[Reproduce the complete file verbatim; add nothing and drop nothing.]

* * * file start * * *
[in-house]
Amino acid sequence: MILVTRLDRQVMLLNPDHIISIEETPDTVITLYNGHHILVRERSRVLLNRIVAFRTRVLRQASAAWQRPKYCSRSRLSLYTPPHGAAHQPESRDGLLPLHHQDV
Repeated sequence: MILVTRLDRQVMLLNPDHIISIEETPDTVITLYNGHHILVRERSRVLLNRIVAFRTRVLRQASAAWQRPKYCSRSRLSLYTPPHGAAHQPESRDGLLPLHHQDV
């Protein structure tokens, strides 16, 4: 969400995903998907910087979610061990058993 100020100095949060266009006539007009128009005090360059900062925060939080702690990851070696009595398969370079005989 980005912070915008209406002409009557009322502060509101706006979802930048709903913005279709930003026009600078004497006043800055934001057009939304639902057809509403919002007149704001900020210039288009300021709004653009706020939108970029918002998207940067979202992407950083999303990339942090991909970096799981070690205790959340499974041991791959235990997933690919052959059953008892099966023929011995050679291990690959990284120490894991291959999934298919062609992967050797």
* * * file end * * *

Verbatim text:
[in-house]
Amino acid sequence: MILVTRLDRQVMLLNPDHIISIEETPDTVITLYNGHHILVRERSRVLLNRIVAFRTRVLRQASAAWQRPKYCSRSRLSLYTPPHGAAHQPESRDGLLPLHHQDV
Repeated sequence: MILVTRLDRQVMLLNPDHIISIEETPDTVITLYNGHHILVRERSRVLLNRIVAFRTRVLRQASAAWQRPKYCSRSRLSLYTPPHGAAHQPESRDGLLPLHHQDV
């Protein structure tokens, strides 16, 4: 969400995903998907910087979610061990058993 100020100095949060266009006539007009128009005090360059900062925060939080702690990851070696009595398969370079005989 980005912070915008209406002409009557009322502060509101706006979802930048709903913005279709930003026009600078004497006043800055934001057009939304639902057809509403919002007149704001900020210039288009300021709004653009706020939108970029918002998207940067979202992407950083999303990339942090991909970096799981070690205790959340499974041991791959235990997933690919052959059953008892099966023929011995050679291990690959990284120490894991291959999934298919062609992967050797």